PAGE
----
Remediation of vulnerabilities insights
- CISA continues to provide recommendations and solutions that simplify the complexity of cybersecurity, such as the Known Exploited Vulnerabilities list.
- Applying the recommendations and frameworks can be challenging in real-world scenarios due to lack of resources, challenging OT/ICS network and device environments, huge volumes of vulnerabilities and lack of detailed understanding of asset impact on operations.
- To identify and remediate risks, it is critical to prioritize which risks are most critical to address.
In recent months, the Cybersecurity and Infrastructure Security Agency (CISA) and other organizations have released multiple notices about the importance of prioritizing vulnerabilities based on the true risk that they pose. On Nov, 10, 2022, CISA’s executive assistant director for cybersecurity posted a blog entitled: Transforming the Vulnerability Management Landscape. In his blog, Eric Goldstein highlights the challenges that operators face in dealing with the huge number of vulnerabilities that are unaddressed as well as the volume of new vulnerabilities released each week.
CISA is taking positive steps toward helping organizations with this challenge. CISA now publishes a list of known exploited vulnerabilities (KEV) with known exploits that begins to narrow down the prioritization process. Further, CISA has supported the development of a range of new capabilities such as the Common Security Advisory Framework (CSAF) to enable automated distribution of vulnerabilities for easier import into current organization databases and tools, and the Vulnerability Exploitability Exchange (VEX), where software vendors can assert whether or not a particular vulnerability impacts a particular product. This integrates with CSAF to allow vendors to distribute these in machine-readable formats. Finally, CISA has supported the Stakeholder-Specific Vulnerability Categorization (SSVC) to create a decision tree to prioritize what actions to take for a given vulnerability. This is the basis for the KEV mentioned above. The SSVC also offers a range of decision tree options depending on the organization’s mission.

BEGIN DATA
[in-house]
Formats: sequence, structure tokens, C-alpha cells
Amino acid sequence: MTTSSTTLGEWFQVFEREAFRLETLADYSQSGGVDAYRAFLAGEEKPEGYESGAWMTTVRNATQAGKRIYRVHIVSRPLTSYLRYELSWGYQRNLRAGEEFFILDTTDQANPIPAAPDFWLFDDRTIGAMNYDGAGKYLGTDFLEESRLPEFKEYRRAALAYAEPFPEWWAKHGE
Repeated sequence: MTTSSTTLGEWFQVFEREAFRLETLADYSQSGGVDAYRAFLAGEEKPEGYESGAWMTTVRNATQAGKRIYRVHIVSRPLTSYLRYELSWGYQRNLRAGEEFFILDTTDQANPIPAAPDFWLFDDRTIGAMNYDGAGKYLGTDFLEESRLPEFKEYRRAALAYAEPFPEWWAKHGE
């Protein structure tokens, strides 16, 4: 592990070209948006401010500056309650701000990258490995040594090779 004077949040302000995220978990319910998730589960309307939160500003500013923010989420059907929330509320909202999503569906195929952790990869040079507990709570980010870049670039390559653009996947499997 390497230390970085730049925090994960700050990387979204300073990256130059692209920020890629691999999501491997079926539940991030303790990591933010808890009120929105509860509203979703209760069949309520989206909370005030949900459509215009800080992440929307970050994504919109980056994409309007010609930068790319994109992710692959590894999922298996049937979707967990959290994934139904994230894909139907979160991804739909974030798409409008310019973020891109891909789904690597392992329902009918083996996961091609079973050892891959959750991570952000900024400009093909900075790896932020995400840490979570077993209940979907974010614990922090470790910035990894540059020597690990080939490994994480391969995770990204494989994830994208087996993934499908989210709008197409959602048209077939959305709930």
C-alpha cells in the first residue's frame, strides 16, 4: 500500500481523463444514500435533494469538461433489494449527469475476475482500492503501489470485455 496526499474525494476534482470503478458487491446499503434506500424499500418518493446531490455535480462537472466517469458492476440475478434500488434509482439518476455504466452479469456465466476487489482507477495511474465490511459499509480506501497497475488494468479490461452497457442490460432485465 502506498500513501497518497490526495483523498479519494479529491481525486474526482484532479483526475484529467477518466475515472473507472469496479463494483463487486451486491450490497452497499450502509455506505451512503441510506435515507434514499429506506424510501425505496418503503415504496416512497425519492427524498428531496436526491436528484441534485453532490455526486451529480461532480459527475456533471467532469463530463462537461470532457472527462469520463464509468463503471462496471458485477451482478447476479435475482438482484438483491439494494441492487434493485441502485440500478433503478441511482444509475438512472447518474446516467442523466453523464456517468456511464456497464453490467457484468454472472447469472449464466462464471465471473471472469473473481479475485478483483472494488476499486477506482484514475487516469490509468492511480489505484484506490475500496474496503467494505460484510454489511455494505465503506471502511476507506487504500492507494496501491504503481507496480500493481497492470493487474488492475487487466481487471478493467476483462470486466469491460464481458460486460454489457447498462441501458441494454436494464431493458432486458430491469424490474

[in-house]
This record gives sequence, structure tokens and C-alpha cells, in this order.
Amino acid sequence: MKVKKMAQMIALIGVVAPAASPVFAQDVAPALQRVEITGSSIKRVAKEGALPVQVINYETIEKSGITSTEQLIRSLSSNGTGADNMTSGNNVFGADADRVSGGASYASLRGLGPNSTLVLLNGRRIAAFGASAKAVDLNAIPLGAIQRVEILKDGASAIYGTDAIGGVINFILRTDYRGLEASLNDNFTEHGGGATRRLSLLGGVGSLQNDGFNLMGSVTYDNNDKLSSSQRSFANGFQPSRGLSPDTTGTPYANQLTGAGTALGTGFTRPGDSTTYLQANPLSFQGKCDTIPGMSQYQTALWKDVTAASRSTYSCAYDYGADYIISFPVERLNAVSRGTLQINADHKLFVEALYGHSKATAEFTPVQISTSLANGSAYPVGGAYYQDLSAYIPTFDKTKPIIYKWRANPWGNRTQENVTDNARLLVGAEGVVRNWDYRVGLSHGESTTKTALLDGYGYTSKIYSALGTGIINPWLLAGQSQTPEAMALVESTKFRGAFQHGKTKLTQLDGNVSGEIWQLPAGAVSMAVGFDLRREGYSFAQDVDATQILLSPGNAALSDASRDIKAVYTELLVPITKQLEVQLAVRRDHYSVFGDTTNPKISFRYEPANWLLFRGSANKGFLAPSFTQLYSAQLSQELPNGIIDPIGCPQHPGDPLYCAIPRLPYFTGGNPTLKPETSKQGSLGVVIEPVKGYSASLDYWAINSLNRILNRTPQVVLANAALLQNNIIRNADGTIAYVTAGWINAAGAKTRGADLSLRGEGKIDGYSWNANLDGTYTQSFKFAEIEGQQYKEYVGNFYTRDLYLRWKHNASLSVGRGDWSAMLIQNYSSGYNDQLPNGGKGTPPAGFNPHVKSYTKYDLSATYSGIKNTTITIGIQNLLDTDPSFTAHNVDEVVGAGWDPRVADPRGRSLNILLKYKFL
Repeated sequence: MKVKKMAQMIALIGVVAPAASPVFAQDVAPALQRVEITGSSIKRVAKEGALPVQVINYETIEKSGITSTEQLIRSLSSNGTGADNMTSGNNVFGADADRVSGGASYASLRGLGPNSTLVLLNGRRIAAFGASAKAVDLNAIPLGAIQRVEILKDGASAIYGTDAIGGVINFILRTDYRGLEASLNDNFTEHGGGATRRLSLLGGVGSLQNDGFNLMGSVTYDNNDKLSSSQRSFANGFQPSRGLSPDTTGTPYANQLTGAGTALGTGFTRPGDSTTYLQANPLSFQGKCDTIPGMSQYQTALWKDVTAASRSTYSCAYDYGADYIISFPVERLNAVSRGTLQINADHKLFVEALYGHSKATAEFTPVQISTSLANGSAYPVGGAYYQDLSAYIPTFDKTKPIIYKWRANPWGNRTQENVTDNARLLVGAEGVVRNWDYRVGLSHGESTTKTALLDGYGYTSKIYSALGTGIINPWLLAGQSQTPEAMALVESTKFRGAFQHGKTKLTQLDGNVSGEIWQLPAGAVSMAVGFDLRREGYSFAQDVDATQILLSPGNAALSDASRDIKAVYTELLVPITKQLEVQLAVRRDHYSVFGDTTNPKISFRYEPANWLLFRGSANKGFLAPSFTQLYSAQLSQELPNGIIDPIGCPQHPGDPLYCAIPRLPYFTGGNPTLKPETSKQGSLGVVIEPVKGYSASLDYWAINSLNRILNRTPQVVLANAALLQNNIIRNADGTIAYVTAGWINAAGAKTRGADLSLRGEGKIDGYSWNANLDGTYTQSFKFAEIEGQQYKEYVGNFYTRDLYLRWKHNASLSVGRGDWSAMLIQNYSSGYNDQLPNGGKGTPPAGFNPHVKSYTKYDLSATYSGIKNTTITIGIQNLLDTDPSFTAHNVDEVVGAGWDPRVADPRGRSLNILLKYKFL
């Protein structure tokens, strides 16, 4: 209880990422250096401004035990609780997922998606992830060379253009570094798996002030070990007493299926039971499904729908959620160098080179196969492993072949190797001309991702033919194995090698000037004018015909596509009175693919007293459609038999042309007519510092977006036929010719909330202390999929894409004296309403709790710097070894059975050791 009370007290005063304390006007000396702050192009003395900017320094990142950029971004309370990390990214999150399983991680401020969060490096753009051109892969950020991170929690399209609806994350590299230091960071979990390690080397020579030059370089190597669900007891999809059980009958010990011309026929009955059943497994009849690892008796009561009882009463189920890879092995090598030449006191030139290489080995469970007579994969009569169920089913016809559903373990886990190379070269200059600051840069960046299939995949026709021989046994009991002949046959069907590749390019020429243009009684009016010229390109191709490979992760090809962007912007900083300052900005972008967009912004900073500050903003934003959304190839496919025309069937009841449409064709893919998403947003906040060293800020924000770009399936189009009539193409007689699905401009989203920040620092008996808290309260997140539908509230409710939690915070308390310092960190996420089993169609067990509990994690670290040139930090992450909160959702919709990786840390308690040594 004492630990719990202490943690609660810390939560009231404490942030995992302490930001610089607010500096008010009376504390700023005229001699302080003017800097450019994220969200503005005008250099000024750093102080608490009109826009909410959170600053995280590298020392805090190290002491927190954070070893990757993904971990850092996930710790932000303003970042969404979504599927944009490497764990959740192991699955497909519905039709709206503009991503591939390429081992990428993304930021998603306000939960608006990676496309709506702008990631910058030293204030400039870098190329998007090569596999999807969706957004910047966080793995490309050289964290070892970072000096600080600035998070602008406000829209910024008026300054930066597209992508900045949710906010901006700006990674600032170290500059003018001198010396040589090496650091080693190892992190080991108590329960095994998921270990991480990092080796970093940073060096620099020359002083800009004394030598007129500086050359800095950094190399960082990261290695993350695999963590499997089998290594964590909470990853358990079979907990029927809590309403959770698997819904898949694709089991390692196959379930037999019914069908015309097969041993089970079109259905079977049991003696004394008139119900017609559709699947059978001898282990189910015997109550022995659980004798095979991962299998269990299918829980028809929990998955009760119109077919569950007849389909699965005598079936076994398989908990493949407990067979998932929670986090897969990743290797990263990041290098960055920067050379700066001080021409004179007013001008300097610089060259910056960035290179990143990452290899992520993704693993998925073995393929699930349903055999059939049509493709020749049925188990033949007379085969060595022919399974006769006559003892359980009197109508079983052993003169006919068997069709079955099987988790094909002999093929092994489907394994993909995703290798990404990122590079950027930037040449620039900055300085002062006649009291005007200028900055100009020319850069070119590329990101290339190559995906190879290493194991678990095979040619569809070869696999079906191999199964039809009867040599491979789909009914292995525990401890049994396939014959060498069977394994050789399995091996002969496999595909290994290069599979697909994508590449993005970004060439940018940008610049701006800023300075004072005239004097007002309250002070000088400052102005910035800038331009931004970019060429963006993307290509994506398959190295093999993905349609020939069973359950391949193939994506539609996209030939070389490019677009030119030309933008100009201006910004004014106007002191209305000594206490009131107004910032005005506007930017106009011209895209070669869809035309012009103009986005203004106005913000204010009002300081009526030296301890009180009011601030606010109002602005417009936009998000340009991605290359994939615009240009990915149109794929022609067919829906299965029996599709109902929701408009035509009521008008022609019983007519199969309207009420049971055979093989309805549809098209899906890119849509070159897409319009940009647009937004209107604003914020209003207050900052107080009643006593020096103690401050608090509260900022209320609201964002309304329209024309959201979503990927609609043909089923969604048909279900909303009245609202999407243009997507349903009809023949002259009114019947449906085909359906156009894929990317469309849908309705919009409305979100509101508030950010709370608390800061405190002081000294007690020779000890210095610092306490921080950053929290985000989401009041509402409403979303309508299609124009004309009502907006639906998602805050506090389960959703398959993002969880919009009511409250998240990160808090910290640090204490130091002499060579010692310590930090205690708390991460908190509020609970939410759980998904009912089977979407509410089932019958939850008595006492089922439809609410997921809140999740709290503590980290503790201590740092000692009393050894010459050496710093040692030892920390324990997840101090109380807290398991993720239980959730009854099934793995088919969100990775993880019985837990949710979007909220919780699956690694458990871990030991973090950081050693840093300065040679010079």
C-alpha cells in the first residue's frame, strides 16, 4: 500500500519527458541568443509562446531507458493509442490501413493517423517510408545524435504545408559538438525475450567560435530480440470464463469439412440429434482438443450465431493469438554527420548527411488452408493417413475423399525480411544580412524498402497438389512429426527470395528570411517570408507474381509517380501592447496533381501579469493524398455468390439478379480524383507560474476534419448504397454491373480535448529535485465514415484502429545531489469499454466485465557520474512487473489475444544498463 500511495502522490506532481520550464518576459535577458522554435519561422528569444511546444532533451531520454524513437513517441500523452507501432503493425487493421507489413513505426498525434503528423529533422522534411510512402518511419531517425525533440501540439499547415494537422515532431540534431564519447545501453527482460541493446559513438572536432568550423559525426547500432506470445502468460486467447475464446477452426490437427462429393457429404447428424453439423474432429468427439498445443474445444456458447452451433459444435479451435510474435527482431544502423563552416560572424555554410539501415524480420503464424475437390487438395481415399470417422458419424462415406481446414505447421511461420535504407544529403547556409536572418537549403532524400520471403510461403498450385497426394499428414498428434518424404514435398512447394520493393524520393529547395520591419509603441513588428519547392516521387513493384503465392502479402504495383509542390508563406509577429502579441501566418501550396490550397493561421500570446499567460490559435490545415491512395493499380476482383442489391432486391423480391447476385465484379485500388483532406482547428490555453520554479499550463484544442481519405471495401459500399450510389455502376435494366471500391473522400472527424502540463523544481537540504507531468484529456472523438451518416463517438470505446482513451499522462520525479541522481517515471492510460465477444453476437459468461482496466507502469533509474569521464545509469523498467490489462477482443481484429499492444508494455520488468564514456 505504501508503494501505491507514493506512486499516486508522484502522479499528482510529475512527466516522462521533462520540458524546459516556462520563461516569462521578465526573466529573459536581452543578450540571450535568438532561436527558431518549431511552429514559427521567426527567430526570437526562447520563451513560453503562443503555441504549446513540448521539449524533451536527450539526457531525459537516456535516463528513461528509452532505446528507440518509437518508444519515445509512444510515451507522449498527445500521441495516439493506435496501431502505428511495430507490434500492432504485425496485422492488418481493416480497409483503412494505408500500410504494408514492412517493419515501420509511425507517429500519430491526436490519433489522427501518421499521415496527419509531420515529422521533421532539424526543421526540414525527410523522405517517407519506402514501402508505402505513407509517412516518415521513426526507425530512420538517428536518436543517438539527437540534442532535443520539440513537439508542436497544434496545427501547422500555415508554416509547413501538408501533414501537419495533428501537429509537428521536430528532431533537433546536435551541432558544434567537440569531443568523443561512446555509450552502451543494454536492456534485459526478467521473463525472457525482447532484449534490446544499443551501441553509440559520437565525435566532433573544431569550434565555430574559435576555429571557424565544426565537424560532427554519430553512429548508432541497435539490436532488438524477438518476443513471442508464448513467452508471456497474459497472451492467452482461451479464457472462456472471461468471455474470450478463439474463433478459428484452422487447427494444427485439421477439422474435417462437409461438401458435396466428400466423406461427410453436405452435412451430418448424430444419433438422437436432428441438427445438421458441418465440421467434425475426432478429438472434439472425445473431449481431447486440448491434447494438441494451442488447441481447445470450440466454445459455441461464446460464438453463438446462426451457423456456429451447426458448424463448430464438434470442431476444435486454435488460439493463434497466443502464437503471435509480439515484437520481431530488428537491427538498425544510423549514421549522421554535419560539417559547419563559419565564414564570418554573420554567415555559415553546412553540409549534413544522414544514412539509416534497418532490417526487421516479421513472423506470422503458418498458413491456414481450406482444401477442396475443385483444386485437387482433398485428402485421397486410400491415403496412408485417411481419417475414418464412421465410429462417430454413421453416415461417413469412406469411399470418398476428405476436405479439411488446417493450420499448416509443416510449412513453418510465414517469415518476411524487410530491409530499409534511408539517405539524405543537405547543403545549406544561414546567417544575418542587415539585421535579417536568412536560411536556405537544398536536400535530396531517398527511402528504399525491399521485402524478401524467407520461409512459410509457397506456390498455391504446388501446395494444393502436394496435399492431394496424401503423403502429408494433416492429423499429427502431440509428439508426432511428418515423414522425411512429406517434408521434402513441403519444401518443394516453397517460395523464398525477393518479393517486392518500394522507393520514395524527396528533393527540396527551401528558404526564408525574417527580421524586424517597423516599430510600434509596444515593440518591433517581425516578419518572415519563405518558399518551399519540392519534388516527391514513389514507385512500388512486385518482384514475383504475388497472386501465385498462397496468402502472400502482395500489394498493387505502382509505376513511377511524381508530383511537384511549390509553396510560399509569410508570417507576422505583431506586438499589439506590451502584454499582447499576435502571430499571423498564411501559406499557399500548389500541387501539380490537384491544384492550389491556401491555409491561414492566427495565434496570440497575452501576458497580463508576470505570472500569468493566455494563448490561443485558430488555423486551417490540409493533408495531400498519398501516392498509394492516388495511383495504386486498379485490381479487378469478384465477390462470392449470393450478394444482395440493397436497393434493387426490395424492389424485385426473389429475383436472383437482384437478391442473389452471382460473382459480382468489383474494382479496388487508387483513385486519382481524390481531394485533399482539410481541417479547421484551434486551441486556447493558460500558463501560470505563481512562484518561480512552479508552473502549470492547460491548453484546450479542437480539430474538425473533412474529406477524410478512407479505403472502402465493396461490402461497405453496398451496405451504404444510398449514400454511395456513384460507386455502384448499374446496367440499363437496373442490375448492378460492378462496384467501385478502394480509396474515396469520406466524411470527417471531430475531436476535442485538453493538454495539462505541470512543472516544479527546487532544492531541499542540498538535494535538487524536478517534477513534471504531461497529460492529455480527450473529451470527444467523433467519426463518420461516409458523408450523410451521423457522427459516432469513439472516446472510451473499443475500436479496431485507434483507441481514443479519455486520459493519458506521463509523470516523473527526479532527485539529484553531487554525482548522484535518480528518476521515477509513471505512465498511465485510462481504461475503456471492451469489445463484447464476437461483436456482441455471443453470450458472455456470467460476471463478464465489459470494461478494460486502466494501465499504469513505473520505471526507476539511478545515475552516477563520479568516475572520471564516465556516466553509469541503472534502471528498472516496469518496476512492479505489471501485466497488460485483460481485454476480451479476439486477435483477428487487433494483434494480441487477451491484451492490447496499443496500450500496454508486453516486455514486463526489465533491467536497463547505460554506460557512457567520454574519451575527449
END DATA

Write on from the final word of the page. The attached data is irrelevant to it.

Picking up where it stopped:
All of these are great steps for organizations to prioritize the vulnerabilities in their environments. We applaud CISA for continuing to provide recommendations and solutions that simplify the complexity of cybersecurity, rather than add further complexity. As we wrote in prior posts about responding to growing operational technology (OT) vulnerabilities and spoke about in webinars about following CISA’s guidance to improve ICS security, CISA has remained consistent and highly practical in its recommendations for securing our critical infrastructure.
Putting CISA’s advice into practice
Even with all of these tools and frameworks, organizations still struggle with how to put this into practice. Resources, challenging OT/ICS network and device environments, huge volumes of vulnerabilities and lack of detailed understanding of asset impact on operations make applying the recommendations and frameworks challenging in real-world scenarios. If an organization has a dozen or three dozen production facilities, or perhaps a range of warehouses all running complex legacy OT and information technology (IT) systems, they often have a number of challenges in applying the prioritization: